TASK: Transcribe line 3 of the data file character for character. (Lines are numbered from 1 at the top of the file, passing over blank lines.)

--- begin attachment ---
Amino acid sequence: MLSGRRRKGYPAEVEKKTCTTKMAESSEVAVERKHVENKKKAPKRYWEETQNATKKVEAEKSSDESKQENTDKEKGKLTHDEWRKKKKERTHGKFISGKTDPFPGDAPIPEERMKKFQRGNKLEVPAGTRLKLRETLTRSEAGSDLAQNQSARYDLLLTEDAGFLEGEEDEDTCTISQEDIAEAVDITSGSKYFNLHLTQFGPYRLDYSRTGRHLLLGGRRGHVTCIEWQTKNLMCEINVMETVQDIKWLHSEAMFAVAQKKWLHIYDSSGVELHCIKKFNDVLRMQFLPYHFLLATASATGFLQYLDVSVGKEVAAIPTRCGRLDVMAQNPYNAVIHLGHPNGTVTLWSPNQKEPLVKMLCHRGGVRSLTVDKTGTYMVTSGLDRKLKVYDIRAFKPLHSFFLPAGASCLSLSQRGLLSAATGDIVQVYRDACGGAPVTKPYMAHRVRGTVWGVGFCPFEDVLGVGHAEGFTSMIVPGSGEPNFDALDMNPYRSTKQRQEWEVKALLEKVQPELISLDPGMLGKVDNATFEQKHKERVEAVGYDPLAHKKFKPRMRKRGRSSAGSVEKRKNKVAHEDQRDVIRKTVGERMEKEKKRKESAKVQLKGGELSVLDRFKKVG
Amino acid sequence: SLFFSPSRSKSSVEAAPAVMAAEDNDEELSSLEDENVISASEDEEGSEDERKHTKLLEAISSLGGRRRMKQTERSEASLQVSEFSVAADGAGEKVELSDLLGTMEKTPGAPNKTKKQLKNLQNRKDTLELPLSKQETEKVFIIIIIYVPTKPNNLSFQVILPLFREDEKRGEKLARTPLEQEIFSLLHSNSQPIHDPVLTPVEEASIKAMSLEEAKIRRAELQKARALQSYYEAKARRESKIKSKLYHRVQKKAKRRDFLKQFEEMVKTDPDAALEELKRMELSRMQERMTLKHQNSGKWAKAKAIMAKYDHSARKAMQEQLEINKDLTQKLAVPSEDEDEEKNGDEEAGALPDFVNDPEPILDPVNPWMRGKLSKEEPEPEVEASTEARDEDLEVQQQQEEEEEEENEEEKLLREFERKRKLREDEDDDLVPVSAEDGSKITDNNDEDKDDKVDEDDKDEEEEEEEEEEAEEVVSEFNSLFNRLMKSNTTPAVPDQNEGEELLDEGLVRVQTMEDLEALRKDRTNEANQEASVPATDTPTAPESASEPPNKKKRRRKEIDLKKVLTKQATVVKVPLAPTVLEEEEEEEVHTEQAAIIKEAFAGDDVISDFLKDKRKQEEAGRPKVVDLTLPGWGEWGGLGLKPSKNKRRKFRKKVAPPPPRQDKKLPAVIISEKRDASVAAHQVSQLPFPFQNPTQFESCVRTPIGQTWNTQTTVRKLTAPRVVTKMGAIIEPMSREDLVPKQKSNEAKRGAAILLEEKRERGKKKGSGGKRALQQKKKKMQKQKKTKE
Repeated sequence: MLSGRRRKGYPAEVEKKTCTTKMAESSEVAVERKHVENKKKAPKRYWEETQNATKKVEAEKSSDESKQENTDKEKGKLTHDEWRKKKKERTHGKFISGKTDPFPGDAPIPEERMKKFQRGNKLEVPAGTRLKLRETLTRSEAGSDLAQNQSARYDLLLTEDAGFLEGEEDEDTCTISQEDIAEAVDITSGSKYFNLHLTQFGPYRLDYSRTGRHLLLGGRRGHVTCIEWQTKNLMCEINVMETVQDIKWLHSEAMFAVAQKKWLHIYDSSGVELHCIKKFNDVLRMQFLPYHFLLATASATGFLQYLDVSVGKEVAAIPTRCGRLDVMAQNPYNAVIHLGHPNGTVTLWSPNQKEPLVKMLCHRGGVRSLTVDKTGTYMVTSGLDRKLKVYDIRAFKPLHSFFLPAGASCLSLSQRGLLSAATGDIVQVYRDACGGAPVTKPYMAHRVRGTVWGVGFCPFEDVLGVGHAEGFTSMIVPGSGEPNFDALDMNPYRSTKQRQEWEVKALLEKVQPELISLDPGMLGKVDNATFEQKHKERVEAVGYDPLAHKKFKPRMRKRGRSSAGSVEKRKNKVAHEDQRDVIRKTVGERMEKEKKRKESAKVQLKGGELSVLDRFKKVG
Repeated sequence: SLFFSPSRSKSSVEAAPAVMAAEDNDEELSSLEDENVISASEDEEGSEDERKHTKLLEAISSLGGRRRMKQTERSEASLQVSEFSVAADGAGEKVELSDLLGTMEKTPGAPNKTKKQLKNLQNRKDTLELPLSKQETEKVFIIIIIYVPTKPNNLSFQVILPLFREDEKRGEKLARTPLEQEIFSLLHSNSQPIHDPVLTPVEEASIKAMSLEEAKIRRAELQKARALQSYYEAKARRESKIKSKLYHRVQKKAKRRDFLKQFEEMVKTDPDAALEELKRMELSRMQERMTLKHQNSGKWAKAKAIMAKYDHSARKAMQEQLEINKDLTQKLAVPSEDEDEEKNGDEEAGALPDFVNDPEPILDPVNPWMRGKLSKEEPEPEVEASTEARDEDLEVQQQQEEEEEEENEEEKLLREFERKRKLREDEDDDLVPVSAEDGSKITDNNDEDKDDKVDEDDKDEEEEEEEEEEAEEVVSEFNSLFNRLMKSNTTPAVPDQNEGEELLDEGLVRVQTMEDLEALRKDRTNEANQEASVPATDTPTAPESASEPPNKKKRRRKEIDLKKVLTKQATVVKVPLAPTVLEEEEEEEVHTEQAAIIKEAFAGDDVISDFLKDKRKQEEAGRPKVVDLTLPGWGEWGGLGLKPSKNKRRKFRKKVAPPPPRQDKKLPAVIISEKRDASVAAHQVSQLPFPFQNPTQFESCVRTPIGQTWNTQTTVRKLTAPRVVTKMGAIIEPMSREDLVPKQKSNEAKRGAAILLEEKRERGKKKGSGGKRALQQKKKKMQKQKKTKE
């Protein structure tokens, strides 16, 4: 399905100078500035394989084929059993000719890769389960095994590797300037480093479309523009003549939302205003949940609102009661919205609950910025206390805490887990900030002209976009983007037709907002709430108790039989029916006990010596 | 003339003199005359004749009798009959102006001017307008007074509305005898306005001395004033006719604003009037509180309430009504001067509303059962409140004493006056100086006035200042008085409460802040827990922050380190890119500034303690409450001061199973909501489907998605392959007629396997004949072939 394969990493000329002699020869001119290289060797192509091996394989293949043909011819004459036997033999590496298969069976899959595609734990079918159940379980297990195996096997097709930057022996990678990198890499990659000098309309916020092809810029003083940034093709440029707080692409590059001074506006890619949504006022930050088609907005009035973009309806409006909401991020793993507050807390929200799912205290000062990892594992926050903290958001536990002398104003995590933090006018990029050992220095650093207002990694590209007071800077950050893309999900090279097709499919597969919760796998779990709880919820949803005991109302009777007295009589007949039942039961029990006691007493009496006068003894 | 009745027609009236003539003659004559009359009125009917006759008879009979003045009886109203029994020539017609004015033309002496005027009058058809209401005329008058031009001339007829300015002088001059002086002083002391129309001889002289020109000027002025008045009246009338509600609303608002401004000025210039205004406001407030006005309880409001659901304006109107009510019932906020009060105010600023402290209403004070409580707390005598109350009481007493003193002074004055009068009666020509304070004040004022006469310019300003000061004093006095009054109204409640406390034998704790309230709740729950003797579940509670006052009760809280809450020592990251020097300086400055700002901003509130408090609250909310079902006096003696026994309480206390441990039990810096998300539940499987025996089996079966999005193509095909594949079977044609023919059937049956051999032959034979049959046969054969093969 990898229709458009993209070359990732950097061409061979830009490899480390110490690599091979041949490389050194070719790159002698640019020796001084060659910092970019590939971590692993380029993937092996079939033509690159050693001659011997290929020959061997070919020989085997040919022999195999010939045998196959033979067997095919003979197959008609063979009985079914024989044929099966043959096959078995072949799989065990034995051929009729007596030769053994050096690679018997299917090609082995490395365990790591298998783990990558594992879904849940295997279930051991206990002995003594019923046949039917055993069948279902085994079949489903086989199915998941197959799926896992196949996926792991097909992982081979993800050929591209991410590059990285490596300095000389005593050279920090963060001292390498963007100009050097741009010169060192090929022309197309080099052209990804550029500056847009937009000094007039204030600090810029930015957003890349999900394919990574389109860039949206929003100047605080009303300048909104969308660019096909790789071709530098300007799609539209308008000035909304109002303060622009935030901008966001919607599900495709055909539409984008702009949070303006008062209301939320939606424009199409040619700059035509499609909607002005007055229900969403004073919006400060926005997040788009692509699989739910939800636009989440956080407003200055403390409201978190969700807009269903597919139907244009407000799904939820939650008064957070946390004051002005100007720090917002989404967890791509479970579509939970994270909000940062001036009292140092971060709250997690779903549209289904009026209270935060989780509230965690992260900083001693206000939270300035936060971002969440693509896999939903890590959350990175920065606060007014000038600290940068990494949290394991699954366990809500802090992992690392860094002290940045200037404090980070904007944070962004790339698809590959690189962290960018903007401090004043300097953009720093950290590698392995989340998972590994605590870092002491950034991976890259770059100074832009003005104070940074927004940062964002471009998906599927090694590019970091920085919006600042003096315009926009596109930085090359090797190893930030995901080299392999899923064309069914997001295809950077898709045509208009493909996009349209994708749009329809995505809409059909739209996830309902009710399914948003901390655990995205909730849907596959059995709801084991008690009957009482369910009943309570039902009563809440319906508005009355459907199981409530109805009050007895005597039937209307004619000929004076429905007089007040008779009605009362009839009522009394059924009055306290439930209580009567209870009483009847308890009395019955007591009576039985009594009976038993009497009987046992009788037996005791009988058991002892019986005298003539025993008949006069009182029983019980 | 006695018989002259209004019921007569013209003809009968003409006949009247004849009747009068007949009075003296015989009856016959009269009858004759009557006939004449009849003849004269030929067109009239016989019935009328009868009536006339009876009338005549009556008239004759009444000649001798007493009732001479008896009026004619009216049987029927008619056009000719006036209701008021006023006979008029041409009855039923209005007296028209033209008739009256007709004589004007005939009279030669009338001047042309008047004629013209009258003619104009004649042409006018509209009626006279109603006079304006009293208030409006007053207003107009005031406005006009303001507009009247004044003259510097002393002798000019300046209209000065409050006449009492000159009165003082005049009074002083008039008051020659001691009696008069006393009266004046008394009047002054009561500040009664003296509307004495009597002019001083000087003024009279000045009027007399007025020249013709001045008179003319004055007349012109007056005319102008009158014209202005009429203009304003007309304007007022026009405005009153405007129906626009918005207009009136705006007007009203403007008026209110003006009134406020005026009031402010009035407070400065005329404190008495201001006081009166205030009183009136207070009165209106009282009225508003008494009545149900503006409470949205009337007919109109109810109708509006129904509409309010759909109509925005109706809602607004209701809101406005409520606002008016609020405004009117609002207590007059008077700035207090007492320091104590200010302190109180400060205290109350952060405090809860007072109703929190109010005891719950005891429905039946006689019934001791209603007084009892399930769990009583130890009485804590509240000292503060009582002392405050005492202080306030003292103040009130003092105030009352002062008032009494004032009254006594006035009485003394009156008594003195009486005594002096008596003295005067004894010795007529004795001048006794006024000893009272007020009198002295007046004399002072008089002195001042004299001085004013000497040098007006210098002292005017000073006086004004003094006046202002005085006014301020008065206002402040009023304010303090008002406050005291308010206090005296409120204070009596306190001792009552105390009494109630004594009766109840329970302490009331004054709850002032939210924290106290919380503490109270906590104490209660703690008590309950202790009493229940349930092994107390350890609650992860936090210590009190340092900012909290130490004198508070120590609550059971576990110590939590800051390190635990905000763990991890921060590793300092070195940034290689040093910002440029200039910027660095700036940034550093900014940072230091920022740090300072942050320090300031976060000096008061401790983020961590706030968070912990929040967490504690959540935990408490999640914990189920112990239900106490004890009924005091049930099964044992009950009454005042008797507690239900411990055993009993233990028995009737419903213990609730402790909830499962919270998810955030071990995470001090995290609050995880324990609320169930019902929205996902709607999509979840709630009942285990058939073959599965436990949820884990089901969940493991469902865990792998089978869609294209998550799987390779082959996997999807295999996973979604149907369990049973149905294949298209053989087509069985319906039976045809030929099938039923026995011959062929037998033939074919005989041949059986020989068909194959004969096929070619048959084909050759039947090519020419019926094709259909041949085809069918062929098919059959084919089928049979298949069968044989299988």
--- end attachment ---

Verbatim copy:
Repeated sequence: MLSGRRRKGYPAEVEKKTCTTKMAESSEVAVERKHVENKKKAPKRYWEETQNATKKVEAEKSSDESKQENTDKEKGKLTHDEWRKKKKERTHGKFISGKTDPFPGDAPIPEERMKKFQRGNKLEVPAGTRLKLRETLTRSEAGSDLAQNQSARYDLLLTEDAGFLEGEEDEDTCTISQEDIAEAVDITSGSKYFNLHLTQFGPYRLDYSRTGRHLLLGGRRGHVTCIEWQTKNLMCEINVMETVQDIKWLHSEAMFAVAQKKWLHIYDSSGVELHCIKKFNDVLRMQFLPYHFLLATASATGFLQYLDVSVGKEVAAIPTRCGRLDVMAQNPYNAVIHLGHPNGTVTLWSPNQKEPLVKMLCHRGGVRSLTVDKTGTYMVTSGLDRKLKVYDIRAFKPLHSFFLPAGASCLSLSQRGLLSAATGDIVQVYRDACGGAPVTKPYMAHRVRGTVWGVGFCPFEDVLGVGHAEGFTSMIVPGSGEPNFDALDMNPYRSTKQRQEWEVKALLEKVQPELISLDPGMLGKVDNATFEQKHKERVEAVGYDPLAHKKFKPRMRKRGRSSAGSVEKRKNKVAHEDQRDVIRKTVGERMEKEKKRKESAKVQLKGGELSVLDRFKKVG